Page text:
The above embodiments and particularly the drawings are set forth for purposes of illustration only. It will be understood that many variations and modifications of the embodiment herein described will be obvious to those skilled in the art, and may be carried out without departing from the spirit and scope of the invention.

Claims (3)

What is claimed is:
1. An electric space heater comprising a housing having:
a substantially straight and uniform diameter main tube adapted to be disposed substantially horizontally,
a substantially straight and uniform diameter secondary tube arranged to be above and in substantially parallel relationship with said main tube,
conduit pipe means extending upwardly from the main tube to the secondary tube and interconnecting the tubes to define a closed space within the tubes and conduit pipe means;
an elongated heat source extending axially through only the main tube, said heat source including an elongated protective pipe extending through the length of the main tube and having its end portions sealed respectively in end walls of the main tube and an electric resistance heating element extending the entire length of the protective pipe and having its ends projecting therefrom for connection to a power source, the secondary tube being empty;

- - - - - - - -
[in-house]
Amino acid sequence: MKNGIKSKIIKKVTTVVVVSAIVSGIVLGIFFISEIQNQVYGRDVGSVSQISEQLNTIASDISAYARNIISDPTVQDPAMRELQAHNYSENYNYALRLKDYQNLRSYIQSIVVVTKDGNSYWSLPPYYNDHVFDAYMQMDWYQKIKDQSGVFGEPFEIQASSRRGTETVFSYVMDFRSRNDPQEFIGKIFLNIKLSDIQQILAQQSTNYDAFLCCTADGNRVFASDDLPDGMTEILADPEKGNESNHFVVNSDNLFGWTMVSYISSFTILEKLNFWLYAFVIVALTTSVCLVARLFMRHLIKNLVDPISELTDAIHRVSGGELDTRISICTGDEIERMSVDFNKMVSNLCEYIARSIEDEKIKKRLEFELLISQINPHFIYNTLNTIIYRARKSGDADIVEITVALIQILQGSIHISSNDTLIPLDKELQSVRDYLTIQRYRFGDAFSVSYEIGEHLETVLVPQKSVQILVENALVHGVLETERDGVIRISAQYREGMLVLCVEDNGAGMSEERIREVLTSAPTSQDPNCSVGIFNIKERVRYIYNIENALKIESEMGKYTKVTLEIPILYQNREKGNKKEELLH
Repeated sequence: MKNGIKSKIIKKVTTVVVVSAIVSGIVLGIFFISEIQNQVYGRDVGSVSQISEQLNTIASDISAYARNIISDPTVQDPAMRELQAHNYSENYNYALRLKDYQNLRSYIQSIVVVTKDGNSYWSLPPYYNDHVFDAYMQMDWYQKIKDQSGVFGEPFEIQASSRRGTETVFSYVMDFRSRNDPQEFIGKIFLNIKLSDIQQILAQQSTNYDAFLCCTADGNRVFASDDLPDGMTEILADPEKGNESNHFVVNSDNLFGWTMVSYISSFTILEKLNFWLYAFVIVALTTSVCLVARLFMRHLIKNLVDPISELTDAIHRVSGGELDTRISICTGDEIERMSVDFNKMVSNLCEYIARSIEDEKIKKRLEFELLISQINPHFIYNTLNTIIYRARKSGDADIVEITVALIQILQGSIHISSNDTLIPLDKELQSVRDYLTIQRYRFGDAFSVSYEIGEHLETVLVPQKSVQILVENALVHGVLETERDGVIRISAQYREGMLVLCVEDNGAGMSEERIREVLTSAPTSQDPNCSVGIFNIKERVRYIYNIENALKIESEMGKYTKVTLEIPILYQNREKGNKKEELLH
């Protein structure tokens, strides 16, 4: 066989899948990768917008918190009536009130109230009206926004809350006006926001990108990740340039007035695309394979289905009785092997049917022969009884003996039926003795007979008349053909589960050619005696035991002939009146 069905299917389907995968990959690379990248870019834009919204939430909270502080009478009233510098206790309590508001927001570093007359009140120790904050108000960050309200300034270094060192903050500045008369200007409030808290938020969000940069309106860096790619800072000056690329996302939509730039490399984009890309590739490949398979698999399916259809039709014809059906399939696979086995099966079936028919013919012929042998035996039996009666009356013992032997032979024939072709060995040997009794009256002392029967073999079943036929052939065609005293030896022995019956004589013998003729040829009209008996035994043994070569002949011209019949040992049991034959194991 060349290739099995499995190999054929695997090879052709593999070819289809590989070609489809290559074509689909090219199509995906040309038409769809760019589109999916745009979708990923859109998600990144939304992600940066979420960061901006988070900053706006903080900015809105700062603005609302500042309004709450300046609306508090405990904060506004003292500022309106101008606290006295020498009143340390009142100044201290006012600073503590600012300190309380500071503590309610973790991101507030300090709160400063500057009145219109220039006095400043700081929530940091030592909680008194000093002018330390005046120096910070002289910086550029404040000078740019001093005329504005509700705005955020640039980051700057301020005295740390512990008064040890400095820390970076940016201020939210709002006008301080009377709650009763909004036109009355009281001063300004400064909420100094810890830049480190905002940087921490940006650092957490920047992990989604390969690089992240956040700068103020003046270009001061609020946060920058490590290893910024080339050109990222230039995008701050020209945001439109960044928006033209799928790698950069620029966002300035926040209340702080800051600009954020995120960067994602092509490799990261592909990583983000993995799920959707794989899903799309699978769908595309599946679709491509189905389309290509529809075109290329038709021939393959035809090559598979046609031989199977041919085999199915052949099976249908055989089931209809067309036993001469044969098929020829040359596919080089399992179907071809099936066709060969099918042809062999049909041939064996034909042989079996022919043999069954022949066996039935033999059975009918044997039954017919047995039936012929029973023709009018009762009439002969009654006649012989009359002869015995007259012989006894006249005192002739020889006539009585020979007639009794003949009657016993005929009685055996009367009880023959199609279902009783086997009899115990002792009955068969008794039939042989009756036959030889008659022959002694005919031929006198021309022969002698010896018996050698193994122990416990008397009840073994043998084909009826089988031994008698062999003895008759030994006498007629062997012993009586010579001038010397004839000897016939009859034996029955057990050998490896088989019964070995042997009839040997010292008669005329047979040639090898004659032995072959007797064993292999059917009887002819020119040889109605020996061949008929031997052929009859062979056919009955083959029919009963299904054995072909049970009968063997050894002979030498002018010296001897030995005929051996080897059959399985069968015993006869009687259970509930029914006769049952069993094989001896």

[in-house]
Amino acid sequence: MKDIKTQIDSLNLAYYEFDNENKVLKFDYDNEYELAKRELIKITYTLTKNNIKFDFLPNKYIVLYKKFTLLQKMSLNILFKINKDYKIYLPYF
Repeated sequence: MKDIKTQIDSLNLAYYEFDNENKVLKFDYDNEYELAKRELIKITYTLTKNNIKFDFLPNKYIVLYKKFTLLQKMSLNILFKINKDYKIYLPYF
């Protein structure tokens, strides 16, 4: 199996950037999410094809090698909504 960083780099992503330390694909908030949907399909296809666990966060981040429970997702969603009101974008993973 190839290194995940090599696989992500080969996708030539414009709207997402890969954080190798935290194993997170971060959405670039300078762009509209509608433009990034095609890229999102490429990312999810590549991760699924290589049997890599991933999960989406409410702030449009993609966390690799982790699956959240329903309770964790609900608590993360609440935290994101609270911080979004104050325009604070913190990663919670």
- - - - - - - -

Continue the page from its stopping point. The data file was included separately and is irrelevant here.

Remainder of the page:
a vaporizable working fluid in the space within the main tube and being in liquid phase at the operating temperature of the apparatus so as to entirely immerse only the heat source in the fluid, but having the remainder of the closed space empty for expansion of vaporized working fluid thereunto;
said main and secondary tubes being provided respectively with radiation fins evenly spaced along the length thereof, with the fins on the secondary tube being spaced at a wider clearance than those on the main tube; and